You might begin with a bachelor's degree in business with the goal of being a project manager. Or maybe you've been working in a company for a while and think project management might be something they want to learn more about. You might even choose to study project management and get your MBA online.

"SNHU's MBA programs and project management degrees teach skills that are in demand, and students can use them as they progress throughout their degree and after graduation," said Buzzell. "Students can also take an internship as one of their major courses and complete their degree with real-life work experience that is part of their educational journey."

The path you choose might depend on where in your professional or educational journey you might be. While there's no one correct way to become a project manager, an MBA or PMP® certification can give you a foundational knowledge of project management concepts and methodologies while making you a more competitive candidate in the field.

Discover more about SNHU’s online project management degree: Find out what courses you'll take, skills you’ll learn and how to request information about the program.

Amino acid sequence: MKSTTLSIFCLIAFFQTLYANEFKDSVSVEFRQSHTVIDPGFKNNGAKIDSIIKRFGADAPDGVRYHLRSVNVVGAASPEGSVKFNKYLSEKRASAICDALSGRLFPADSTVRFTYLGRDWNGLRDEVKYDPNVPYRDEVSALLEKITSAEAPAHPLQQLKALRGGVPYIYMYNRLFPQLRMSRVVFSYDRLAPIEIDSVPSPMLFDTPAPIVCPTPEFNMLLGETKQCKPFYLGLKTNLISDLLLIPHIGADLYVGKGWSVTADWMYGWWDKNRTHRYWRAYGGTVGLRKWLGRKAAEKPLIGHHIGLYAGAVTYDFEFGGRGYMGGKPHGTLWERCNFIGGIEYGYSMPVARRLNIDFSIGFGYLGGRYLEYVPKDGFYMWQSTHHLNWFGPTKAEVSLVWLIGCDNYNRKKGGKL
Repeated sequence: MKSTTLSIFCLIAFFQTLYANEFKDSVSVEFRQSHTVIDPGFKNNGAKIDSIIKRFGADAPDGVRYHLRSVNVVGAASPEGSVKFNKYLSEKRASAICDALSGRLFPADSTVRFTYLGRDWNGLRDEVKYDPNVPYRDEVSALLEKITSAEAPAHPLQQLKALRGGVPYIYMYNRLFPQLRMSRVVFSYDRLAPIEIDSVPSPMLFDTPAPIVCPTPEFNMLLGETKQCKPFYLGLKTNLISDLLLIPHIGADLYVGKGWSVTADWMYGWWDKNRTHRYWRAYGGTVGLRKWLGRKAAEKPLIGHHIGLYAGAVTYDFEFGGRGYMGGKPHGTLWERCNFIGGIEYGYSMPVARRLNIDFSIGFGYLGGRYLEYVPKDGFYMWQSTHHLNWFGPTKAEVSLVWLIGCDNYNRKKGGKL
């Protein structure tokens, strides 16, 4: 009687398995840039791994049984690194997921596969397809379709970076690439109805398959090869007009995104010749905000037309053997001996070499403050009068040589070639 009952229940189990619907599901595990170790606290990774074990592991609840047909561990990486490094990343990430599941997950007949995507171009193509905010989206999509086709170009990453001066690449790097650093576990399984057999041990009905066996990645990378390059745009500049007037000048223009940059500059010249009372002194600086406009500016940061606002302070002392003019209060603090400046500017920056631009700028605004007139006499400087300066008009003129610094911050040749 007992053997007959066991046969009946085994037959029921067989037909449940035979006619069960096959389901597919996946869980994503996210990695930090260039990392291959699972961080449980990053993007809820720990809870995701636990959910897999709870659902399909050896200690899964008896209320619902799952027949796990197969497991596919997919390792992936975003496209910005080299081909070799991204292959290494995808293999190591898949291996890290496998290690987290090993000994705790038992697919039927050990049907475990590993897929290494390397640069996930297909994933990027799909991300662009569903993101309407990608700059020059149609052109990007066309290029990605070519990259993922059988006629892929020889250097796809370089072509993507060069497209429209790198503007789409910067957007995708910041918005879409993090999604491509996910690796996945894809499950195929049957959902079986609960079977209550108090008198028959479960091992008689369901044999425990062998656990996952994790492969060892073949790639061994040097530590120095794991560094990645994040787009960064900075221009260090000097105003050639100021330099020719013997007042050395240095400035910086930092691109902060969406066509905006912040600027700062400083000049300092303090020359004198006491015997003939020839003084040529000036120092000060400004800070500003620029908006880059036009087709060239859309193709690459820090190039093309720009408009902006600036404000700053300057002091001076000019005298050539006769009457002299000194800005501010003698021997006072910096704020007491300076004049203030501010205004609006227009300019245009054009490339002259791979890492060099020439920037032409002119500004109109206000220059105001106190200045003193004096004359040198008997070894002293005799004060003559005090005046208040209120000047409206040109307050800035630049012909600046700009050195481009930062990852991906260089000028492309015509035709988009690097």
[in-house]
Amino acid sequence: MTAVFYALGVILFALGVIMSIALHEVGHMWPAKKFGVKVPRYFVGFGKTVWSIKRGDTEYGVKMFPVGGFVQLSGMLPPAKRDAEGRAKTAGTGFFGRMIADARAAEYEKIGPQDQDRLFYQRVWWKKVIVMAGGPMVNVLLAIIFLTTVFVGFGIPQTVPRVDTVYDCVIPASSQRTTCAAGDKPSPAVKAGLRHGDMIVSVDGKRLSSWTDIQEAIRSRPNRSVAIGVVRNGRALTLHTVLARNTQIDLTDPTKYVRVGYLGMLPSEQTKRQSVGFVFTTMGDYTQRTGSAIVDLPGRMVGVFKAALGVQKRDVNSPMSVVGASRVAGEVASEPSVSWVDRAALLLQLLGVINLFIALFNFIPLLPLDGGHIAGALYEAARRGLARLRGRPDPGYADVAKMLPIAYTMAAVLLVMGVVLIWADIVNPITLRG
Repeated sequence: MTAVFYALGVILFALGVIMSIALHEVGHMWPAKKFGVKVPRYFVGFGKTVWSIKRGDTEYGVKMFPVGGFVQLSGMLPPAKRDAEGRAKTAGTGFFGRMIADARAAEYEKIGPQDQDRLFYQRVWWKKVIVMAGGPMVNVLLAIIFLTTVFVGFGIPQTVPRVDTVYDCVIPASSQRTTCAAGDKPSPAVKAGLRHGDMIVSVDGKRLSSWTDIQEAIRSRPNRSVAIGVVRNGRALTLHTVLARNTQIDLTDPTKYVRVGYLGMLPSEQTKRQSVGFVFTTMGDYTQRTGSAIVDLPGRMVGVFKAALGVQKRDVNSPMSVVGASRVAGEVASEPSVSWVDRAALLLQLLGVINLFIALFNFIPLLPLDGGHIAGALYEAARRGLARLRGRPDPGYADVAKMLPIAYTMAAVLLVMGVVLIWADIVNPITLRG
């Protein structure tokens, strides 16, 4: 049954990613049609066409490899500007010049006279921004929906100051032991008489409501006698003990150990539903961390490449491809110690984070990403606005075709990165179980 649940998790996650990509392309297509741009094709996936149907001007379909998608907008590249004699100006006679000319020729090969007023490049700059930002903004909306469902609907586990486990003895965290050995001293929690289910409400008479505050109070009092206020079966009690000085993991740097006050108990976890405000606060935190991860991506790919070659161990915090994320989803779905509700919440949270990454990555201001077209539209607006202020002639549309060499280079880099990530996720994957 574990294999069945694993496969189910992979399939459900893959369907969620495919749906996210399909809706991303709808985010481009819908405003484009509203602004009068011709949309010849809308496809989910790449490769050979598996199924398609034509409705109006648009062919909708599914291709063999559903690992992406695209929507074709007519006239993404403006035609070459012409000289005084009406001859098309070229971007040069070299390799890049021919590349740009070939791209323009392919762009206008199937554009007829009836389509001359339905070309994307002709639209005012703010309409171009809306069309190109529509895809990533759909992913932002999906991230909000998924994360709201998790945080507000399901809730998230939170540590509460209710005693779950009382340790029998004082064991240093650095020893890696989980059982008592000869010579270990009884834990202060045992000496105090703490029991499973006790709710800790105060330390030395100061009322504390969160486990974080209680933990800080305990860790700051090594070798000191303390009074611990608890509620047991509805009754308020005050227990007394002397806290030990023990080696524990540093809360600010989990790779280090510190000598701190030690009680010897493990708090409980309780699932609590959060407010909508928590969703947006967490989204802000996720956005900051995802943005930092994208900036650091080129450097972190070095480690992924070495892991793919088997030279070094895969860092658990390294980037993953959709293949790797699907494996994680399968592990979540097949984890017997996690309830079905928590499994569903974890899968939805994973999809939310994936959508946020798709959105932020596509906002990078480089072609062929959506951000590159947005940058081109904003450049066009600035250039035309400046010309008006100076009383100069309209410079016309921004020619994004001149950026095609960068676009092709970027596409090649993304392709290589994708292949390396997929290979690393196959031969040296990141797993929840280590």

*Cited job growth projections may not reflect local and/or short-term economic or job conditions and do not guarantee actual job growth. Actual salaries and/or earning potential may be the result of a combination of factors including, but not limited to: years of experience, industry of employment, geographic location, and worker skill.

Meg Palmer '18 is a Southern New Hampshire University graduate and a writer, who also teaches English at the university level.

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About Southern New Hampshire University

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SNHU is a nonprofit, accredited university with a mission to make high-quality education more accessible and affordable for everyone.

Founded in 1932, and online since 1995, we’ve helped countless students reach their goals with flexible, career-focused programs. Our 300-acre campus in Manchester, NH is home to over 3,000 students, and we serve over 135,000 students online. Visit our about SNHU page to learn more about our mission, accreditations, leadership team, national recognitions and awards.